There has never been a more challenging period in Victorias Milling Company than during this COVID-19 pandemic.
Thus, adapting to great changes in doing business has been their mantra, as they faced head-on the pandemic with measures that kept their employees and partners moving forward and ready to celebrate their 102nd anniversary.
“It is important to note how VMC was able to surmount all the challenges it has faced since 1919 when it was established. Given this track record, I am confident that our company will continue to thrive as it engages in a global campaign to address the problems that the entire world is facing right now,” VMC Chairman Wilson Young said.
Thus, despite the difficulties brought about by the pandemic, VMC still posted a positive growth and this, Young said, was largely due to the VMC Sustainability Team that was established to effectively implement sustainability programs that increased performance levels in our various business segments.
“Keeping the business running as we face health and economic risks–and while we put in place our sustainability programs and actions–is definitely one of the highlights of the previous year. For one thing, we have proven that it can be done and that cooperation allowed us to achieve our targets,” Young said.
Among the programs implemented was the VMC Closed-Loop Production System which became the company’s integrated sugarbased business sustainability model that maximizes use of all input materials with very few waste products.
VMC President Minnie Chua said that under this set-up, aside from producing granulated brown and refined sugar, a set of downstream products including high quality ethanol from molasses are used to make bioethanol fuel and rubbing alcohol.
Furthermore, wastewater released from the sugar production is treated and recycled back to the factory, thereby reducing the reliance on external water sources, while organic by-products are returned to the field for use as fertilizer.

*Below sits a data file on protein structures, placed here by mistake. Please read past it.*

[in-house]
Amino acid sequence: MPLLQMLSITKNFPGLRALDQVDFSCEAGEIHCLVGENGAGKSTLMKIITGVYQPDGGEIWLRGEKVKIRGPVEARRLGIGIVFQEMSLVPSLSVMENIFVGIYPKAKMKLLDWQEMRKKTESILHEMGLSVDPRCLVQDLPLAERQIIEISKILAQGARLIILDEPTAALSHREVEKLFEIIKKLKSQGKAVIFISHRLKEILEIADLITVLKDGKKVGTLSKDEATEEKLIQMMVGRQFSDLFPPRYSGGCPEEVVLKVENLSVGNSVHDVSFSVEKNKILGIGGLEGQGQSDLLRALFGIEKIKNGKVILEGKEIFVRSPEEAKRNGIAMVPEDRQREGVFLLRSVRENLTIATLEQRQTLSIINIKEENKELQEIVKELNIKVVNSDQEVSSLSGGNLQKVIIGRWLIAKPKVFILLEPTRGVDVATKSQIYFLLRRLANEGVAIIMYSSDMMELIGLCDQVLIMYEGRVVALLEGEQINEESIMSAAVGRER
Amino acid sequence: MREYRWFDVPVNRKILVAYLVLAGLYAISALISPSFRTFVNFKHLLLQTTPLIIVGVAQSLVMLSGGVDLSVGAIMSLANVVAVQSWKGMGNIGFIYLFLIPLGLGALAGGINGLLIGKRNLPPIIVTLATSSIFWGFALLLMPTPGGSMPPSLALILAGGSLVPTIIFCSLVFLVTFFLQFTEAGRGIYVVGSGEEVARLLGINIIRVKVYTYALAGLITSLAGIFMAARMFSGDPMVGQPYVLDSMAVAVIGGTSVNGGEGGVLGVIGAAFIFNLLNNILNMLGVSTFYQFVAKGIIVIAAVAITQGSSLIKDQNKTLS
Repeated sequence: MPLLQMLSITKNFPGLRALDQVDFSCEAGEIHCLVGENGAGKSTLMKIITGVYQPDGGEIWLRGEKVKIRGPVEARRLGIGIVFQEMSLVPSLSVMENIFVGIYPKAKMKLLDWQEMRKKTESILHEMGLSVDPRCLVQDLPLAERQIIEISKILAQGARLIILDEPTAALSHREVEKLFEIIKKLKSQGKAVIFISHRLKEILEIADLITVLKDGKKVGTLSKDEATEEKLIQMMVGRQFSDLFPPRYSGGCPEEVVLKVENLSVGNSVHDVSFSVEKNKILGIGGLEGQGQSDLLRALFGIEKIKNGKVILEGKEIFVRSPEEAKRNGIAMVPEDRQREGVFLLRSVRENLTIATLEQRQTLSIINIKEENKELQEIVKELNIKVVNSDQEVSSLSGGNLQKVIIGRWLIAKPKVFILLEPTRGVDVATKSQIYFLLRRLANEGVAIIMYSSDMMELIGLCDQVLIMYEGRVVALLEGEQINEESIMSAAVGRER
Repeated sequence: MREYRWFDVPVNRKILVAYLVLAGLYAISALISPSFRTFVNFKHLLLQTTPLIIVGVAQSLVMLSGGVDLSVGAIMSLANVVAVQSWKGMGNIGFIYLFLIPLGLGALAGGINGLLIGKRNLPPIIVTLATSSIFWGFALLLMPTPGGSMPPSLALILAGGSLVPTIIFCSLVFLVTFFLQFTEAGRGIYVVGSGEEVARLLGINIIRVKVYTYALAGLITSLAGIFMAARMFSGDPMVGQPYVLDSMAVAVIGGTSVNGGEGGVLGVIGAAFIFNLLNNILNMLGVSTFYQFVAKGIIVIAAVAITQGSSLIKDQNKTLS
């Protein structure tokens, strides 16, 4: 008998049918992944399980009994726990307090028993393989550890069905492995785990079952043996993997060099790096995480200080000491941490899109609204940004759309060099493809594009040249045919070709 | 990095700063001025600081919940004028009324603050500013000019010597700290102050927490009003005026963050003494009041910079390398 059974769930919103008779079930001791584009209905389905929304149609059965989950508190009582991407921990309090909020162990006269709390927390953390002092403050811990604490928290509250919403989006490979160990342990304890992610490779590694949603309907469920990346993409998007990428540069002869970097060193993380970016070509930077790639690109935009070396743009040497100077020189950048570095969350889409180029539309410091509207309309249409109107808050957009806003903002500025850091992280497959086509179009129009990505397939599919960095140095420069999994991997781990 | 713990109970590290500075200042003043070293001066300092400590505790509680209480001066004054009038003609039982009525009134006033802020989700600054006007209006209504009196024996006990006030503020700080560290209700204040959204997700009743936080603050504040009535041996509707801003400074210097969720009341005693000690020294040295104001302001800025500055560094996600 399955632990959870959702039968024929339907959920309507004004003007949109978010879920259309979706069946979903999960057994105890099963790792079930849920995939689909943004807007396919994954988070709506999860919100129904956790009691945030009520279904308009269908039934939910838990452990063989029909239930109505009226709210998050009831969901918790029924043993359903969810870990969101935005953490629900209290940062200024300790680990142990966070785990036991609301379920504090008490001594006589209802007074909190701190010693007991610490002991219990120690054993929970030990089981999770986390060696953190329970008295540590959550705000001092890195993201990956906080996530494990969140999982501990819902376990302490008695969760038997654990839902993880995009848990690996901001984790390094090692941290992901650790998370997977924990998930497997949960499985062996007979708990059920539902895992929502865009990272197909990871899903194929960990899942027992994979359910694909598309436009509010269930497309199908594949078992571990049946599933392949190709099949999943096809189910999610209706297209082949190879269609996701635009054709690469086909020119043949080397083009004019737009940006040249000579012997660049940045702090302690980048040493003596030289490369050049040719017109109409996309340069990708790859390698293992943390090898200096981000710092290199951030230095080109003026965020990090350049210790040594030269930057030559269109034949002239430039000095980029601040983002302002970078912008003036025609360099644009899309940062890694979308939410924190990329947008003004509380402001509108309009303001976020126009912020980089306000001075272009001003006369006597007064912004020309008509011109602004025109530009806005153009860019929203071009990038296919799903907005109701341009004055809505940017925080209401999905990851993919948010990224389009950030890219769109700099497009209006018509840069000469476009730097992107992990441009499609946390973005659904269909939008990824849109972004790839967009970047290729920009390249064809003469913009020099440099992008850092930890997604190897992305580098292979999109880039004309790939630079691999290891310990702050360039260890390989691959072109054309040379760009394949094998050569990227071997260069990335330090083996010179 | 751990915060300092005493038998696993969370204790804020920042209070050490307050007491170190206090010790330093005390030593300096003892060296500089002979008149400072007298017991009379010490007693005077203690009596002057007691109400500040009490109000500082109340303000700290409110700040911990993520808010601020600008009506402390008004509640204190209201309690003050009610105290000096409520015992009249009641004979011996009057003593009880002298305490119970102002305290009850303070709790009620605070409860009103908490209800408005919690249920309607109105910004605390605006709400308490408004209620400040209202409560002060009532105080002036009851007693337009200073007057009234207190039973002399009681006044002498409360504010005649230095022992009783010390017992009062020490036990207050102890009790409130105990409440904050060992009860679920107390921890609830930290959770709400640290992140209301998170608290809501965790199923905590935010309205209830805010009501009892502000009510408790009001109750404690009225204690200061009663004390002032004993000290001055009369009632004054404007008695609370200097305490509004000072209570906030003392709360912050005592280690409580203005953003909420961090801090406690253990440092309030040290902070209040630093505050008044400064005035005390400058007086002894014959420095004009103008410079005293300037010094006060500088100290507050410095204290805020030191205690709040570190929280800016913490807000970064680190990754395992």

“Using this business sustainability model, we have seen rapid growth across our areas of business with increased sugar, alcohol, and power production and efficiency of our operations,” Chua said.
She added that VMC will continue to “prioritize investment to improve operational efficiencies and environmental protection,” Chua added, citing the over P100 million infusion for environmental measures implemented last year.
Among the highlights was increasing productivity in alcohol production and because of the high demand during the pandemic, the company donated huge amounts to local governments, public institutions and health facilities, not just in Negros Island but in Panay as well and parts of Luzon.
To address the pandemic at the workplace, VMC set-up their own quarantine and isolation facilities as well as the Quarantine Tech Bay to allow APORs to spend their quarantine time productively. An isolation room was also established at the distillery, and telemedicine was launched to address COVID-19 preparedness in the workplace.
“In the midst of an economic climate that continues to hammer so many organizations all over the world, we are grateful and humbled that our business and financial performance have been encouraging,” Chua said as she thanked all departments for “stepping up to the plate” and “the support and openness of our planters.”
“Two years after the VMC century, some things change little, but some may have been changed forever,” Chua said. We, however will continue to “adapt to change and work towards a better, safer, and stronger VMC,” she added.
Young on the other hand stressed that “the crisis in not yet over and the pandemic still looms above us like a dark cloud. But as we have done in the past year, we will continue to push forward this 2021 despite the challenges and I am again looking forward to a new period of cooperation to attain our goals.”